A Long Way Down

English ingénue Imogen Poots is like Teflon. No matter how messy the project around her may be, she remains resilient and radiant. This has been true of underwhelming efforts like That Awkward Moment and Need For Speed, movies where she's proved to be a beaming highlight amid muck. Thankfully, A Long Way Down gives Poots more to do than be the quirky and gorgeous love interest. And flanked by a cast that is lively and talented, she shines brighter than ever before.

Based on the best-selling Nick Hornby novel of the same name, A Long Way Down is a four-hander, sharing the focus between a quartet of strangers who meet by chance on New Year's Eve as they all convene on the same London rooftop to commit suicide. It's a bizarre coincidence, one that not only prevents them from making this fatal leap, but also begins an unlikely friendship that proves a true lifesaver.

This motley crew is made up of a disgraced morning talk show host (Pierce Brosnan), an isolated single mother (Toni Collette), a wannabe rock star (Aaron Paul), and a smart-ass party girl (Imogen Poots). As their shared journey progresses, each is given a portion to detail via voiceover how they came to that rooftop, desperate to end it all. And through their revelations, we see how this foursome who seems so different so needs each other.

Like About A Boy and to a lesser degree High Fidelity, this adaptation of Hornby's work balances comedy and drama, misfits and musings, to create a concoction that is ultimately effervescent and deeply sweet. Screenwriter Jack Thorne efficiently sets up each of its heroes with crackling dialogue, while director Pascal Chaumeil paints an enchanting surrounding with cool colors and an eye toward romance in his production design and whimsical shot compositions. But A Long Way Down's best attribute is its ensemble cast.

As teased up top, Imogen Poots runs away with this movie. For one thing, she's luminously beautiful as the upper-class rager. Ingénues would rightly kill to glow as she does onscreen. But Thorne, Chaumeil and Poots playfully play against her dreamy ingénue niche by giving her character Jess a mouth like a sailor and free-spirited attitude that leads her pretty face to be marred by running mascara and black-eyes. She's a firecracker through and through. And as Jess hashes through the damage of her own life, her volatility is given reason, her character given depth, making her all the more mesmerizing.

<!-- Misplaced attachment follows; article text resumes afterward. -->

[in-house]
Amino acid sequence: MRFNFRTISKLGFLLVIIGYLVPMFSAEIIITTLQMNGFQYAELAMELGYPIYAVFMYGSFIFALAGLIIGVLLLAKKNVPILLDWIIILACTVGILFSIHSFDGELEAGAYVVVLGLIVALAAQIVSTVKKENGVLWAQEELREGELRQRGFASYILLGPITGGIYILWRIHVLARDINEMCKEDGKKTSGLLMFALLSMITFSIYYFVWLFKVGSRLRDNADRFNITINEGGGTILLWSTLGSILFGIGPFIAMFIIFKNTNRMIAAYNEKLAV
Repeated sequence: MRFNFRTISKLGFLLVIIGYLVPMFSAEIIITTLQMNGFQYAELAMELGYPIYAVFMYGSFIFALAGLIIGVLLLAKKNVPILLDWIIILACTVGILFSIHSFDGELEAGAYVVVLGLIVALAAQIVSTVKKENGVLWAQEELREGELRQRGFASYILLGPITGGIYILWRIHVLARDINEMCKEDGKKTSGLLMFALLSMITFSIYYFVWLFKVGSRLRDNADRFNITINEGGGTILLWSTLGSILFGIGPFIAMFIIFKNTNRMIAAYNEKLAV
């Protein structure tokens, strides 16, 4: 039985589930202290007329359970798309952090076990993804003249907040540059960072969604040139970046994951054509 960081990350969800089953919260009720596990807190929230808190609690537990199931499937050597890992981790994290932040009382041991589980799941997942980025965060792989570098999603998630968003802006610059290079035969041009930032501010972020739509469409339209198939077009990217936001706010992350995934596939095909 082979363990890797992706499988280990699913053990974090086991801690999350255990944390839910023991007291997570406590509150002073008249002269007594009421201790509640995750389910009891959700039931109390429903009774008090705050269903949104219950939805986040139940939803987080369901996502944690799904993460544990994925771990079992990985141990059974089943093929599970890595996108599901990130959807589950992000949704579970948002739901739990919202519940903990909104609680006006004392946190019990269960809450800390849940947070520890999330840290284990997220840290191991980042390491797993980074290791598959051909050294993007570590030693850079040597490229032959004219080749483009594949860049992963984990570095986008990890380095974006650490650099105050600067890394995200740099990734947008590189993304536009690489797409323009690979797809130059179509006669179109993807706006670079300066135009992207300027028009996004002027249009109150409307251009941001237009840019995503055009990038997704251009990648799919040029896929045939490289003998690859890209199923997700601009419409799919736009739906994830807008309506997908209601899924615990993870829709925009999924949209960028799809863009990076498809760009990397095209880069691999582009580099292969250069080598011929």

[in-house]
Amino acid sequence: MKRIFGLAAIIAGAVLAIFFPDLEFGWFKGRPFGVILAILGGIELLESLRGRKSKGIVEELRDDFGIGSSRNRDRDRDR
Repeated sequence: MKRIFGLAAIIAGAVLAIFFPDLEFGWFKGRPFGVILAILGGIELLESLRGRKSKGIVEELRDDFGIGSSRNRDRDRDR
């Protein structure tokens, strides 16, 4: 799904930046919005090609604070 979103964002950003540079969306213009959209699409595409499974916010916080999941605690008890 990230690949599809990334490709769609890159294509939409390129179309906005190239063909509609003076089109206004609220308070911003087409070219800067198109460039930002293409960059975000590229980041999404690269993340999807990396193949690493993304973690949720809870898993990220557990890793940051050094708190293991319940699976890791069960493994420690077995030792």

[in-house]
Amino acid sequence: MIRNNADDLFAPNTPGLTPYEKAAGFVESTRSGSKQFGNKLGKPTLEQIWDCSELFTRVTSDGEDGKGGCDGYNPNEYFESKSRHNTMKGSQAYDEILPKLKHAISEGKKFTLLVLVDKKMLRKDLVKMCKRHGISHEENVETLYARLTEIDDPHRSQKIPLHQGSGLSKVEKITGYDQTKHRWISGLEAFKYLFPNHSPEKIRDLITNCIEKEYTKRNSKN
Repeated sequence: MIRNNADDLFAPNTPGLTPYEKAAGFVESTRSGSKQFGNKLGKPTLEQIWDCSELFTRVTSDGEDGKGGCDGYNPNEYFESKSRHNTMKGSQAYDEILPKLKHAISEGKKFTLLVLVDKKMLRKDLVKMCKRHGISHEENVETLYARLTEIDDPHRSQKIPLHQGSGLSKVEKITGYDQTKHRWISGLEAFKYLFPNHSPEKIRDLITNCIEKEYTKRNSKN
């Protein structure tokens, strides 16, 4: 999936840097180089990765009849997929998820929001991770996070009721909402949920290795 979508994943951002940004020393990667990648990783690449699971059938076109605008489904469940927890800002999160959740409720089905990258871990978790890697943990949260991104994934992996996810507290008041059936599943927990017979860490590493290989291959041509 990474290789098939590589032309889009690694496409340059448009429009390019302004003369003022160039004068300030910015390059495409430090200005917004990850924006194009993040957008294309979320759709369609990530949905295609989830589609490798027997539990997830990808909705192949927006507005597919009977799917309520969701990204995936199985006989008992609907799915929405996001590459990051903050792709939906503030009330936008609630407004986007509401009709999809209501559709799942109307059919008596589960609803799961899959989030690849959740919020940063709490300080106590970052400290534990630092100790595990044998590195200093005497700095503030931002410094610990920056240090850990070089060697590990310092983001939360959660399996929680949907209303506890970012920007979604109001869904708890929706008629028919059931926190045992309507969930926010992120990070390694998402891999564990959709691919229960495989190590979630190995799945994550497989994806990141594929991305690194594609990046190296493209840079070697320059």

Toni Collette is expectedly solid as Maureen, who like the actress's About A Boy character is struggling to make a life for herself apart from her role as a mother. Instead of a neurotic hippie, she's a super square caregiver this time around. While Jess's story is full of big drama moments, Maureen's is more muted. Something to which Collette's established skills are able to bring nuance and life. However, it does feel like a slight waste of an incredibly talented performer to have her play such a mousy woman, whose arc is not especially dramatic. Still, she infuses Maureen with color, making what could have been a sad-sack stereotype into a fleshed out figure who demands audience empathy, not pity.

For his part, Pierce Brosnan is a brilliant asshole. His character Martin is a pompous ass, who has been publicly shamed (and briefly imprisoned) for a one-night-stand with an under-aged girl. (He sneers in defense she looked 25!) Martin's section begins the film, and through his caustic comments and elitist attitude, he seems its most irredeemable suicidal. But Brosnan infuses a lot of fun into this wretch, and his rough edges are soon softened through friction and feelings of his new friends. However, the bitter bite Martin brings to the first act is so quickly cut down that the narrative loses its edge altogether by the third act, becoming almost sickeningly sweet. In retrospect, Martin seems to have been tamed too easily.

Finally, Aaron Paul rounds out this foursome as JJ, the moody American rocker who never made it anywhere close to big. Paul looks the part with his leather jacket, depression beard, and oft-furrowed brow, and he shares an easy chemistry with his co-stars. Yet his performance never really resonates, feeling too vague and ungrounded. This becomes a galling issue in JJ's section, when one plot point in particular hangs on JJ revealing a terrible secret. He still feels an abstraction, so his meant-to-be heartbreaking confession falls flat.

Ultimately, A Long Way Down offers a bumpy journey with some characters dazzling, while others feel dull. It's a tricky thing to weave together four narratives. Still, what Chaumeil lacks in execution, much of his cast makes up in sheer charisma. Overall, the film's flaws are outweighed by its charms. Though it's not as deeply satisfying as About A Boy or High Fidelity, A Long Way Down is undeniably bubbly, heartwarming and funny.

Kristy Puchko

Staff writer at CinemaBlend.